Peter Ball (physician)
Peter Ball or Balle, M.D. (died 1675), was an English physician.
Ball was the third son of Sir Peter Ball of Mamhead Devon and his wife Anne Cooke, daughter of William Cooke. In 1652 he was admitted to the Middle Temple, London and called to the bar in 1657. Peter was entered as a medical student at Leyden on 13 January 1659, at the age of 20, but went on to Padua, where he took the degree of doctor of philosophy and physic with the highest distinction on 30 December 1660. To celebrate the occasion verses in Latin, Italian, and English were published at Padua, in which Ball, by a somewhat violent twist of his Latinised names, Petrus Bule, is made to figure as 'alter Phœbus.'
Ball was admitted an honorary fellow of the Royal College of Physicians in December 1664. He was one of the original fellows of the Royal Society, one of the council in 1666, and in the following year was placed on the committee to organise the cataloguing of the library and manuscripts of Arundel House, which had been presented to the society by Henry Howard, Esq., afterwards Duke of Norfolk.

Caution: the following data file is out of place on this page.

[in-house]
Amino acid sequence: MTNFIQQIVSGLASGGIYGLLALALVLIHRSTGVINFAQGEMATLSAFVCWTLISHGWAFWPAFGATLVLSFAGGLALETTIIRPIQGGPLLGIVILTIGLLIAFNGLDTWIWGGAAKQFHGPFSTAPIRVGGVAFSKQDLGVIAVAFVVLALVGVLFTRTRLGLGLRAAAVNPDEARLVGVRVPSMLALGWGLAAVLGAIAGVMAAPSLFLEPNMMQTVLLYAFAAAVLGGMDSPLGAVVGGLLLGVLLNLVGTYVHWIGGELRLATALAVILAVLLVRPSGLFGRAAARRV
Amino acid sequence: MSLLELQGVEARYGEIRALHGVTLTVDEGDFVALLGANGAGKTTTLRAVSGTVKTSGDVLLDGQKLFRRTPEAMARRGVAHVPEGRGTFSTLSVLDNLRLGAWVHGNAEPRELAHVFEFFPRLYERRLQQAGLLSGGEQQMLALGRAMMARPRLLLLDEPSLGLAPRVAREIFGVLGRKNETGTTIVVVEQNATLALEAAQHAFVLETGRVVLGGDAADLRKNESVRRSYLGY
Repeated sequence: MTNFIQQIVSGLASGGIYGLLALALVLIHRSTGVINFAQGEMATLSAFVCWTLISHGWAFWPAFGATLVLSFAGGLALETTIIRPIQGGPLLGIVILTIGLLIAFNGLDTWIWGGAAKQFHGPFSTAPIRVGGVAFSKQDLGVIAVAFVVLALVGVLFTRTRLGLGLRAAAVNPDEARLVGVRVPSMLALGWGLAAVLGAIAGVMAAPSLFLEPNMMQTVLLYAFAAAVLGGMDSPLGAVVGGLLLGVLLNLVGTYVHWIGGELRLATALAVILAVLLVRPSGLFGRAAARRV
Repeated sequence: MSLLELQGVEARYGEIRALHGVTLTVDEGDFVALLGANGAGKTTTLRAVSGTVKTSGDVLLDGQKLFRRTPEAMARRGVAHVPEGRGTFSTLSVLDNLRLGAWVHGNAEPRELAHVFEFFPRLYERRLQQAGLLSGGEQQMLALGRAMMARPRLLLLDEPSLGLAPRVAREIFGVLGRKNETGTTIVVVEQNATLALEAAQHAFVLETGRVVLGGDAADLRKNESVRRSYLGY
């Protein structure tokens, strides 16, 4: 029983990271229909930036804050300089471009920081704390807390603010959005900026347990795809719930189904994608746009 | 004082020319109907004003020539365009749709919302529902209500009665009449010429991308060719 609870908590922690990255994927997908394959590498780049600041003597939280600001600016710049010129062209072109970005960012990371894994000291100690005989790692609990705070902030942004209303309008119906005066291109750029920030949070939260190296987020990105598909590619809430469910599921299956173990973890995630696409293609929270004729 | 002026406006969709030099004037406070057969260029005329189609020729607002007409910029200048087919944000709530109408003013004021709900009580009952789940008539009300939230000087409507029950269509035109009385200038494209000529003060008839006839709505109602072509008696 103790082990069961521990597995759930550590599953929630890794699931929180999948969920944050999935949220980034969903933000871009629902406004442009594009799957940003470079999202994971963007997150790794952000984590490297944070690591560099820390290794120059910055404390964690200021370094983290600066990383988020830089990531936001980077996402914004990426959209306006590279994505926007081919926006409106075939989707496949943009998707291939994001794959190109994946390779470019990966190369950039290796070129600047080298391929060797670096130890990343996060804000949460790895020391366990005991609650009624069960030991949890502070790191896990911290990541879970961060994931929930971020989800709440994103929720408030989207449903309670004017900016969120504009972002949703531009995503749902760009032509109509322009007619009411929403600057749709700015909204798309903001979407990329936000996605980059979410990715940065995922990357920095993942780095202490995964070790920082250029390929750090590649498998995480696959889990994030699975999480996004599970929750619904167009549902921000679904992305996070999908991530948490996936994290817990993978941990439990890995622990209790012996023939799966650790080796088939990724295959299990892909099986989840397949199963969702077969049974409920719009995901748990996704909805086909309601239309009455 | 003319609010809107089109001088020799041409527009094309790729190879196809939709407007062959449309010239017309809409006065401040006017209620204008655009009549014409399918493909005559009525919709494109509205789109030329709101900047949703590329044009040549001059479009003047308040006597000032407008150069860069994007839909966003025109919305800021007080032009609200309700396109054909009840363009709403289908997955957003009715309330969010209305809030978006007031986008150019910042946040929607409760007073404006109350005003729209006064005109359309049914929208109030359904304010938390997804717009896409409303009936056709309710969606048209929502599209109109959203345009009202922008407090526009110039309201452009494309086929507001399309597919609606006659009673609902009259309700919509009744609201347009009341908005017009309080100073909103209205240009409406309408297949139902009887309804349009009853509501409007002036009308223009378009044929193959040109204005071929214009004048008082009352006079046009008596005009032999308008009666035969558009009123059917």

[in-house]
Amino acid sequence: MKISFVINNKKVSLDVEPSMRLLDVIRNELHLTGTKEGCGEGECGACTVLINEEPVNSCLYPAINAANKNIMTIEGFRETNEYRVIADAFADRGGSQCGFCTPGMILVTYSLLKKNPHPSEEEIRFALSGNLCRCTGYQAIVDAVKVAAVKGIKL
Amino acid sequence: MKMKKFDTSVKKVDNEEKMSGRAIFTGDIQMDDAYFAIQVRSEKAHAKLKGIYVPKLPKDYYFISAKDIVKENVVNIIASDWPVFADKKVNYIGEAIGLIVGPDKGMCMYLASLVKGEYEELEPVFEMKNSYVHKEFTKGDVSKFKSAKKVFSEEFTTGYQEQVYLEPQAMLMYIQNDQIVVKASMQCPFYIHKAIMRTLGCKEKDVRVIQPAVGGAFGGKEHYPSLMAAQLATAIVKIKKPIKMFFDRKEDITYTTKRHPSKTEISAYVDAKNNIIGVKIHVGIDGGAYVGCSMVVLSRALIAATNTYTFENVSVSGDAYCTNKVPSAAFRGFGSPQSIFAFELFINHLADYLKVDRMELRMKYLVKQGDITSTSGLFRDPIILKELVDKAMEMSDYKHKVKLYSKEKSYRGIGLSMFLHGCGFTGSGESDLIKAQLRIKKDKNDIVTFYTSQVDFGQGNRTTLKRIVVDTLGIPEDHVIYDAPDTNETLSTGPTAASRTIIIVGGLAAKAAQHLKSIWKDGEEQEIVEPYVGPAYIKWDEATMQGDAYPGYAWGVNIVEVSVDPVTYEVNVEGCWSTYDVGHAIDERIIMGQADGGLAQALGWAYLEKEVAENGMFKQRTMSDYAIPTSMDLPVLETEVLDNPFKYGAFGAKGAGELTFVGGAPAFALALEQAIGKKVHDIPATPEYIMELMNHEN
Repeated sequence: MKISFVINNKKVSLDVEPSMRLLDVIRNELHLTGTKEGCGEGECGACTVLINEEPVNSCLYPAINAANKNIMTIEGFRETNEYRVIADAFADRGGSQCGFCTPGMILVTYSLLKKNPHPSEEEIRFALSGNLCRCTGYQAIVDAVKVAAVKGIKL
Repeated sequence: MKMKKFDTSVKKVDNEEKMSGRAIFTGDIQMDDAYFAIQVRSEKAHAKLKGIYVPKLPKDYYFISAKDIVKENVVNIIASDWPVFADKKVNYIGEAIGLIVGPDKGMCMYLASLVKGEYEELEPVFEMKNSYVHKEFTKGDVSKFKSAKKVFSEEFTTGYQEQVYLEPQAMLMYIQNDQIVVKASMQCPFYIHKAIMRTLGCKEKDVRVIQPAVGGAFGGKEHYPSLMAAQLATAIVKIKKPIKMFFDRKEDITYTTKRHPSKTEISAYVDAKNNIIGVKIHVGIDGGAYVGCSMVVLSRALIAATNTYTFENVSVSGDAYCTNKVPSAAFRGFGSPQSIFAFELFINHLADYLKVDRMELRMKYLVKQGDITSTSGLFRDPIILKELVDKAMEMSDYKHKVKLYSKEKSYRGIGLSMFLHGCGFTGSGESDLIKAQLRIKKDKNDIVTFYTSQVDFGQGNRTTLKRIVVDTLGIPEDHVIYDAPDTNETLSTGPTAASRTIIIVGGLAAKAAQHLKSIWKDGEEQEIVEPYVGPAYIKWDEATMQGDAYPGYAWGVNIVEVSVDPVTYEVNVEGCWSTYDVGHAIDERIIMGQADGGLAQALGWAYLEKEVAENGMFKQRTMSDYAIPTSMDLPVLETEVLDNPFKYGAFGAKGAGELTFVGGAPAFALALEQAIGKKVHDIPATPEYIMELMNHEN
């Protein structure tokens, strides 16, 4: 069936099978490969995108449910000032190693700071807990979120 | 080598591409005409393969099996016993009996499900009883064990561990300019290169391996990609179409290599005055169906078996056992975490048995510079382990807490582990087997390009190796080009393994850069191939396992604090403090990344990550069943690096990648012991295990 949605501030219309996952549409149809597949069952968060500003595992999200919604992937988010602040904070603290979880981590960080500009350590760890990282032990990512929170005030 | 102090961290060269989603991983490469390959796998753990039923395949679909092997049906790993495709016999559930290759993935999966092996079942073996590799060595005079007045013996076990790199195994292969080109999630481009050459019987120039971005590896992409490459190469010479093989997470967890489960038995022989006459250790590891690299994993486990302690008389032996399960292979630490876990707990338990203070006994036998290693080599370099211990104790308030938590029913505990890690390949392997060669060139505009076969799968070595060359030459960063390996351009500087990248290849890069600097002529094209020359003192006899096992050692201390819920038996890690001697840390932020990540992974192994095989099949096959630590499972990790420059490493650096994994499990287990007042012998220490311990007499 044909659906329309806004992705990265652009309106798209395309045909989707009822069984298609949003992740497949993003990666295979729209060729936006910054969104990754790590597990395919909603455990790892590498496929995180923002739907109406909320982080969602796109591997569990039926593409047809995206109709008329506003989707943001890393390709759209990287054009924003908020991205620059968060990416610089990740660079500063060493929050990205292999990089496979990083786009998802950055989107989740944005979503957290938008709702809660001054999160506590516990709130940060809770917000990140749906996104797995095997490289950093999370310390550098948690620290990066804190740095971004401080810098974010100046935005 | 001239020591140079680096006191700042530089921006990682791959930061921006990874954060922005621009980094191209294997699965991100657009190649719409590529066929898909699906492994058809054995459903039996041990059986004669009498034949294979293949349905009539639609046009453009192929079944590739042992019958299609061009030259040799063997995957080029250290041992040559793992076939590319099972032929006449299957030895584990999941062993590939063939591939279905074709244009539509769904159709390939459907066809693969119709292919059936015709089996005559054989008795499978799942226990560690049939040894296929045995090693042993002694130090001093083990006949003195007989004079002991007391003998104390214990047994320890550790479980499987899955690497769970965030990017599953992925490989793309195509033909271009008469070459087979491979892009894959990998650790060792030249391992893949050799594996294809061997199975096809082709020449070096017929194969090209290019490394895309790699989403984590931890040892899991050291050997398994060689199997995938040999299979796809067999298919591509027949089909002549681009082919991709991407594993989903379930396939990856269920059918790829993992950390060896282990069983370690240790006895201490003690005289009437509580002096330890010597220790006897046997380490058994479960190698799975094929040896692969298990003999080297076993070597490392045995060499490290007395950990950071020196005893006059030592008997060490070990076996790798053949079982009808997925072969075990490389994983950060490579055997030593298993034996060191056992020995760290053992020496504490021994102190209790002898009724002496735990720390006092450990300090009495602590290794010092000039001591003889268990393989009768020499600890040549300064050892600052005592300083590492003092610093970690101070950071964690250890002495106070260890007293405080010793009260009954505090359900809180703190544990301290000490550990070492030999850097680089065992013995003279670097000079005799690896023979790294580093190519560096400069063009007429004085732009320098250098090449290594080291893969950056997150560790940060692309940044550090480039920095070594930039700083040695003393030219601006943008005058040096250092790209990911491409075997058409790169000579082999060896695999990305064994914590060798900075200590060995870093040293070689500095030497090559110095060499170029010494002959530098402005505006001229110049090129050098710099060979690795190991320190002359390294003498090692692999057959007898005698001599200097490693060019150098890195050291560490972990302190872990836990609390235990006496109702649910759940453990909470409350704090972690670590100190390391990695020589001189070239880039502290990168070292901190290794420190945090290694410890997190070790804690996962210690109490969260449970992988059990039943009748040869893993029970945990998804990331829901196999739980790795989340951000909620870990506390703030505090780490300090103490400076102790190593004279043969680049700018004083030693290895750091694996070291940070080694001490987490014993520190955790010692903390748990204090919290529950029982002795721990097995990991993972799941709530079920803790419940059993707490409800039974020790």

While at Mamhead in October 1665, Ball and his elder brother William observed the Rings of Saturn as a band (or "fascia") upon the planet when they had apparently disappeared from being seen edge-on from Earth.
Ball died in July 1675 and was buried on 20 July in Temple Church.